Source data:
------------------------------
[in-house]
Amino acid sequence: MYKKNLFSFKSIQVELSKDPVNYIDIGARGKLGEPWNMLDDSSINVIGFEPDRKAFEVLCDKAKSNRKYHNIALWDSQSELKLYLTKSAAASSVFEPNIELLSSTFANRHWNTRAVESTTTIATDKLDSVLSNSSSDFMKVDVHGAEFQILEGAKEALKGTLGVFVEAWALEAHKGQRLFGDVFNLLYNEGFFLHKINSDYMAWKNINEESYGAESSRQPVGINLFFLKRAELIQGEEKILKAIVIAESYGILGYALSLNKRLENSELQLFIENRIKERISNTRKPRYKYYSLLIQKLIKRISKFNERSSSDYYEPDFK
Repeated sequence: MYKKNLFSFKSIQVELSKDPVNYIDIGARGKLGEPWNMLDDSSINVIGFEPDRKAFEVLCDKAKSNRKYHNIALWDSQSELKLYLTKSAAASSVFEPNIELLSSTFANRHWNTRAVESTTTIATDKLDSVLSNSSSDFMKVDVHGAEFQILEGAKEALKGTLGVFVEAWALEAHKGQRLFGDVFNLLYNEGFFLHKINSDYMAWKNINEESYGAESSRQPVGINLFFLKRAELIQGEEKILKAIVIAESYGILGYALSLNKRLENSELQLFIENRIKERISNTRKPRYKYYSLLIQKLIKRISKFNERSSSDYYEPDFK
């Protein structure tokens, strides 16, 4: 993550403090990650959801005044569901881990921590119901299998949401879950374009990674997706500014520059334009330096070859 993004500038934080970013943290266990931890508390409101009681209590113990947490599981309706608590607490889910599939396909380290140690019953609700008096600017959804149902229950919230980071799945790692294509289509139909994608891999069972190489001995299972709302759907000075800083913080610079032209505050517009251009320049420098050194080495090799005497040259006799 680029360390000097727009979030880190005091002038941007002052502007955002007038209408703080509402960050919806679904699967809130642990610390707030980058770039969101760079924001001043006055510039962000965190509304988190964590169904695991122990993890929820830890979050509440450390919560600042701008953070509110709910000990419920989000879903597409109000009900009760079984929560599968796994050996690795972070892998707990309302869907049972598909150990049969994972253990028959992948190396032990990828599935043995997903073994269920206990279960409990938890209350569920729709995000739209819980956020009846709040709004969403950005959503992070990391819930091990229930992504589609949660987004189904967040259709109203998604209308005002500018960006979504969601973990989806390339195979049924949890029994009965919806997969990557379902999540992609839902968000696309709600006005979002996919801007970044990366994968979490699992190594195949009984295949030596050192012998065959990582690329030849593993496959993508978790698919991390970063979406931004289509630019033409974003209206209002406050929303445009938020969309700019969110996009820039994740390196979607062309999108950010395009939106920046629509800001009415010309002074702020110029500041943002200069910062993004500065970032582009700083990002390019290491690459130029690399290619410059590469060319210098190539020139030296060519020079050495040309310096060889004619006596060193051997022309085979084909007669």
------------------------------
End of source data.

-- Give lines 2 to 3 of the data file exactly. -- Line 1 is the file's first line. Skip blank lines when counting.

Amino acid sequence: MYKKNLFSFKSIQVELSKDPVNYIDIGARGKLGEPWNMLDDSSINVIGFEPDRKAFEVLCDKAKSNRKYHNIALWDSQSELKLYLTKSAAASSVFEPNIELLSSTFANRHWNTRAVESTTTIATDKLDSVLSNSSSDFMKVDVHGAEFQILEGAKEALKGTLGVFVEAWALEAHKGQRLFGDVFNLLYNEGFFLHKINSDYMAWKNINEESYGAESSRQPVGINLFFLKRAELIQGEEKILKAIVIAESYGILGYALSLNKRLENSELQLFIENRIKERISNTRKPRYKYYSLLIQKLIKRISKFNERSSSDYYEPDFK
Repeated sequence: MYKKNLFSFKSIQVELSKDPVNYIDIGARGKLGEPWNMLDDSSINVIGFEPDRKAFEVLCDKAKSNRKYHNIALWDSQSELKLYLTKSAAASSVFEPNIELLSSTFANRHWNTRAVESTTTIATDKLDSVLSNSSSDFMKVDVHGAEFQILEGAKEALKGTLGVFVEAWALEAHKGQRLFGDVFNLLYNEGFFLHKINSDYMAWKNINEESYGAESSRQPVGINLFFLKRAELIQGEEKILKAIVIAESYGILGYALSLNKRLENSELQLFIENRIKERISNTRKPRYKYYSLLIQKLIKRISKFNERSSSDYYEPDFK